Modern Poetry: What Makes a Good Poem Great

I’ve always liked poetry and have even written a few in my time. Today I’m excited to welcome back Maria Johnson, who has written a fabulous article on Modern Poetry for you. Enjoy!

How do you write a good poem these days? Always before there were rules that needed to be followed; a strict meter, a defined stanza length, a set rhyming pattern, and the poems seemed to contain more of a narrative. These days everything is the opposite. Rhyming is frowned upon, and stanzas have become loose; writer-defined lengths and meters. I struggled with this once. After reading John Milton’s Paradise Lost in University, I decided to try writing my own version of the fall from grace in a more modern style, yet keeping the original perspective – Satan. Here is stanza 2 from a poem that takes just over 2 pages.


My eyes swept across the land, encompassing

The outer edges of Paradise, and

The band of Cherubim guarding the gates.

I leapt off the mountain, landing gracefully

At the Western edge of Paradise, my six

Wings flaring as I bounded over the wall

Of rock at its lowest point.

The sun shone down at its zenith, bathing

The land in its warm glow, turning

Everything a glittering green-yellow as

It filtered through the foliage of the trees.

I walked past the roses, red as fresh blood,

Refusing to inhale their heady scent,

Past the trees which lie at the centre

Of that garden, the smell of one so familiar,

The scent of home, the apples of Heaven,

The Fruit of Life, my heart ached at

That fragrance, and I grew cold.


This is a bad example of modern poetry. There is too much narrative going on here, and it reads like prose cut up into lines. Prose can be a good place to start, to get the idea in your head if you struggle to write poetry, but you don’t want to be bound by this early attempt. It is also too literal, poems these days have hidden meanings; you don’t want to spell it out for the reader, you want them to discover the meaning for themselves – that way it means more to them since everyone will read a piece slightly differently. Also you never want to start a modern poem with capital letters. In a modern poem, capital letters follow the prose rules; they are for the first line only, unless you have a full stop in which case you have one on the next word.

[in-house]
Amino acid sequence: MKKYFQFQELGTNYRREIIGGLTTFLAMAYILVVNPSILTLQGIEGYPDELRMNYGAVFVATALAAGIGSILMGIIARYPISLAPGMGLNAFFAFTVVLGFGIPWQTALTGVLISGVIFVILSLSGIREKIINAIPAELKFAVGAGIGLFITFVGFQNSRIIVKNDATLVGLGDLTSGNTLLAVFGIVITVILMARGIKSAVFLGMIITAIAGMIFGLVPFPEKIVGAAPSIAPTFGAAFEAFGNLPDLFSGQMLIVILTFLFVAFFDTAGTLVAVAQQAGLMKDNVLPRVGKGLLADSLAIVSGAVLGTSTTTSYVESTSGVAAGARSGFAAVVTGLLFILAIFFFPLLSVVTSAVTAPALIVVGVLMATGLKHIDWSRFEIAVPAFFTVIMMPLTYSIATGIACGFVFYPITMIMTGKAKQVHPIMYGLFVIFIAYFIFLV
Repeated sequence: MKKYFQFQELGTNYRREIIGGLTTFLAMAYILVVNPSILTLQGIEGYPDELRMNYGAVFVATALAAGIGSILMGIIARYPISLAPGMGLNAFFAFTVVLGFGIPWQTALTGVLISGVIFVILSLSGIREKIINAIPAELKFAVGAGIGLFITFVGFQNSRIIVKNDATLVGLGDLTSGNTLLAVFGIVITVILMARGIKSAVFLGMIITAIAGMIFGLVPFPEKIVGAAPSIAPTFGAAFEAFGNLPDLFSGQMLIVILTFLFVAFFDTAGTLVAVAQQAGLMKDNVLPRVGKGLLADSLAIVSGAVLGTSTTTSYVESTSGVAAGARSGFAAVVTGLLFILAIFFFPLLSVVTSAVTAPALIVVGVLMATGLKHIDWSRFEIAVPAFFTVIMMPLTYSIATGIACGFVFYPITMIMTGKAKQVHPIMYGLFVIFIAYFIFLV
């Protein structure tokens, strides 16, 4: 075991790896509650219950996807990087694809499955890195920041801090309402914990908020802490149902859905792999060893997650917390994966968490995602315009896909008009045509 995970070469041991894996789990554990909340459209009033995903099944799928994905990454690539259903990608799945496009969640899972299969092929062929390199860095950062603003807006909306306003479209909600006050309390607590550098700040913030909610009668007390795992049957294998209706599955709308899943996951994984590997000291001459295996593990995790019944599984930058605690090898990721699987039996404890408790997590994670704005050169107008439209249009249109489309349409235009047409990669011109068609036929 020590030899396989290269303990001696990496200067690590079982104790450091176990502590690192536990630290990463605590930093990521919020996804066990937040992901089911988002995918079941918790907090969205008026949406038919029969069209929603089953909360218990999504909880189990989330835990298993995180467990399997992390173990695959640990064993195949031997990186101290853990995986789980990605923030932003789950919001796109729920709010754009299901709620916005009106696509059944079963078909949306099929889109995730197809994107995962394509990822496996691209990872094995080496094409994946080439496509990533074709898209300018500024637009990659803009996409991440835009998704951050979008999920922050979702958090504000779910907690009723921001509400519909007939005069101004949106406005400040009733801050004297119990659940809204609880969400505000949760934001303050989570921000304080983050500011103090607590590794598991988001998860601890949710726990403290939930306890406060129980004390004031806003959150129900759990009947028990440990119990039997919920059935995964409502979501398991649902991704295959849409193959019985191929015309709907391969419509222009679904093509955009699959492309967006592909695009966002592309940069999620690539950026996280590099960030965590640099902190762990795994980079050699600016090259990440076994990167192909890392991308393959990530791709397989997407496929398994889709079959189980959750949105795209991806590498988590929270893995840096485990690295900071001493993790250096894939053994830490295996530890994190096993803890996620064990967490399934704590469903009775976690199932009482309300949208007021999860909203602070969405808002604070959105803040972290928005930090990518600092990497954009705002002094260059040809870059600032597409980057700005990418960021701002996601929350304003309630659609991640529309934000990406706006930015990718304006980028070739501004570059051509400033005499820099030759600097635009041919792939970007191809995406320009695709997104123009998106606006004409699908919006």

I gave the poem another attempt, this time disguising the theme of Original Sin within a modern setting.


The path glittered beside us

yellow, green as we lay

on a bed of pine needles.

My blood pumped hard

through my adolescent body.

I caressed her strong muscled thigh

in the late afternoon sunshine.


The plucked red rose

rested on her bosom,

blood petals strewn around her.

She inhaled its heady scent;

enchanter of the woods.


The apple from the hidden tree

lay discarded and broken.


Need to return her home,

past Sunday curfew,

she just lies there free

from the rules of society.


My lips brush this unadorned Venus,

savour the taste

of that apple on my lips

and wish I could have it

once more.


This is a good example of a modern poem. There are only capital letters at the beginning and after a full stop, the stanza length is uneven – specified by the poem and the individual sections, and the meaning is slightly veiled. There is still a narrative here – which I think is needed, though not everyone will agree – but it no longer reads like chopped-up prose. The trick to modern poetry is in the images. Do not tell the story, show it to them and let them work it out for themselves. Do not tell them “She lost her virginity”, show them “The plucked red rose/ rested on her bosom, /blood petals strewn around her.”

Although I updated the setting of this poem, I still kept the integral parts of Paradise in there. They are still surrounded by nature, there is still a hidden tree with an apple; however these have become symbols and the apple, as it always has, represents her innocence and her virginity. You need to try and find new images to show something which is why I used the image of the rose. Yet this is a double meaning line, many people will read it simply as a rose, so I included the short stanza below with more traditional imagery to reinforce the message “The apple from the hidden tree/lay discarded and broken.”